Barf over Bassenthwaite
I must admit I always like a walk with a bit of history, maybe a few legends, myths or even made up stories. The legend of the faithful sheepdog on Helvellyn is one, the barmaid (of Buttermere) being another but less well known is the story that surrounds the Bishop of Barf.
Barf itself looks nothing like an individual fell, simply a spur on the long line of fells which lie to the West of Lake Bassenthwaite. Topographically this is correct with Barf being little more than a spur to one of the large fells behind, in this case Lord's Seat. However the draw is the splash of whitewashed rock half way up its steep slopes which signify the Bishop of Barf. Legend has it that the whitewashed rock marks the point in 1783 where a drunken horseman, the Bishop of Derry set off to climb the fell and at this point came to grief. He is allegedly buried lower down the fell and his notoriety has lasted ever since.
It was enough for myself to persuade my two children that Barf was worth a visit so at Easter we headed off up the fell. Parking is available on the old road, near the old, now disused, Swan Hotel. There is no messing about and after a 100 yards the path starts its very steep ascent of Barf. Beckstones Gill is crossed and re–crossed on the climb which is enlivened by the large variety of trees and wildlife which cloak the hill in darkness. Early on the climb there is an option to take the scree slop and visit the Old Bishop but neither myself or the children much fancied the idea – they preferred messing about in the river!
The steep path lasts for about 700 foot before it strikes a more formal forestry road which is part of Whinlatter forest. Turn right on the road and within 100 yards the entire nature of the walk changes. The forest is left behind and open ground is joined at another crossing of the, now much smaller, gill. Spirits were lifted and the two girls headed off in to the distance, determined to be first on the summit. Myself and Helen trailed on behind, our excuse being frequent stops to admire the ever improving view. The summit itself is a fantastic spot, a small rocky knoll (only 1535 feet) with wonderful views down Bassenthwaite, over Keswick and further afield up Borrowdale.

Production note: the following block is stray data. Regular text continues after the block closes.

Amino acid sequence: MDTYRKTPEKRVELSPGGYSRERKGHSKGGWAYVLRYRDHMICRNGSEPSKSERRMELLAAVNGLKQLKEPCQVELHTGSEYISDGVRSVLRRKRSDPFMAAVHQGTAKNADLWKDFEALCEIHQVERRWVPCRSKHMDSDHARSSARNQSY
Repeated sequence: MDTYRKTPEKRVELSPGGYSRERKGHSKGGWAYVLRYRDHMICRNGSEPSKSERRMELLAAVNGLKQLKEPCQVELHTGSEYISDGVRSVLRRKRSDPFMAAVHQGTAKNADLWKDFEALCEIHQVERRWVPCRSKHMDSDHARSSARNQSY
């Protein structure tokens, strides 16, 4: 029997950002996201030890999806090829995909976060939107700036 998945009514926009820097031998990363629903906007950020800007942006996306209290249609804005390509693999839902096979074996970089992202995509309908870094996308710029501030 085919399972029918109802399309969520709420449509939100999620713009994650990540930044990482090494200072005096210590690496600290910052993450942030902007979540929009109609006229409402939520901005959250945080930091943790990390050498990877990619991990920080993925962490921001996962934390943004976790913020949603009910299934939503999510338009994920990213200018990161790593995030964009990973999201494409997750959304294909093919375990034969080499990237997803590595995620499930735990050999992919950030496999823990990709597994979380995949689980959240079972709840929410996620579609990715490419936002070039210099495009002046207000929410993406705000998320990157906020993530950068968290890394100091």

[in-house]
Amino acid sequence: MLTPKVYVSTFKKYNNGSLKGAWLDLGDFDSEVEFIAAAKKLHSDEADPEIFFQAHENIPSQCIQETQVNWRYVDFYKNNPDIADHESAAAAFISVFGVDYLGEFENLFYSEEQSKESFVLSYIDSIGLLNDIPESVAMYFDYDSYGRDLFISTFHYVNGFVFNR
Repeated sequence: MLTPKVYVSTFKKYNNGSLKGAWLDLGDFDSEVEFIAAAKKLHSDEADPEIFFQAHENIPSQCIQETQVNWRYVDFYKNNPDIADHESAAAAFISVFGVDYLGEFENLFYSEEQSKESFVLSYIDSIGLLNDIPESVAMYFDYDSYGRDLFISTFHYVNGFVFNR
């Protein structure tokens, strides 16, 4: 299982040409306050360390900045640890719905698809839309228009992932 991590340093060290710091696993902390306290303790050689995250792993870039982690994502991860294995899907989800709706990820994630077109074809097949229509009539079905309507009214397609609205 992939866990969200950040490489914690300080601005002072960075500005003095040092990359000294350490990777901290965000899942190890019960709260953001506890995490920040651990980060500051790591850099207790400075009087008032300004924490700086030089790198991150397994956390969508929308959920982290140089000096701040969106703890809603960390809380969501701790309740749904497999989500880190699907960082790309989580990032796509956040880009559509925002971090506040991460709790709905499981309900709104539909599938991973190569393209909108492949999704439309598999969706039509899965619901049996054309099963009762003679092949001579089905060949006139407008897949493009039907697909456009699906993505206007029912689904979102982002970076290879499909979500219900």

We paused, ate some sandwiches and decided to head off towards Lords Seat, only slightly higher. Being free of the trees and on an excellent path this proved to be exactly what the doctor ordered; a great ½ mile of easy walking in the higher fells. There are many other Wainwrights in the area which involve little effort to reach but we turned back towards Beckstones Gill and the forest track back down to the car.
The children flew down the track, which is really quite challenging in some places; In particular there is an uprooted tree stump which needs to be negotiated and provides some genuine scrambling. Also I do wonder about the stream after heavy rain, the crossing lower down may be challenging to say the least. It is also a shame that the Swan Hotel has ceased to be, not only for thirsty walkers but it was the workers at the hotel who made an annual pilgrimage to the Bishop to daub him in whitewash – a job now handed on to the Keswick Mountain Rescue.
However this quiet corner of the Lake District is well worth exploring further and not just left to those pesky baggers of Wainwrights!
Jonathan Smith 3 April 2012
© 2010 - 2013 By Jonathan Smith. Reproduction of this work in whole or in part, including images, and reproduction in electronic media, without documented permission from the author is prohibited.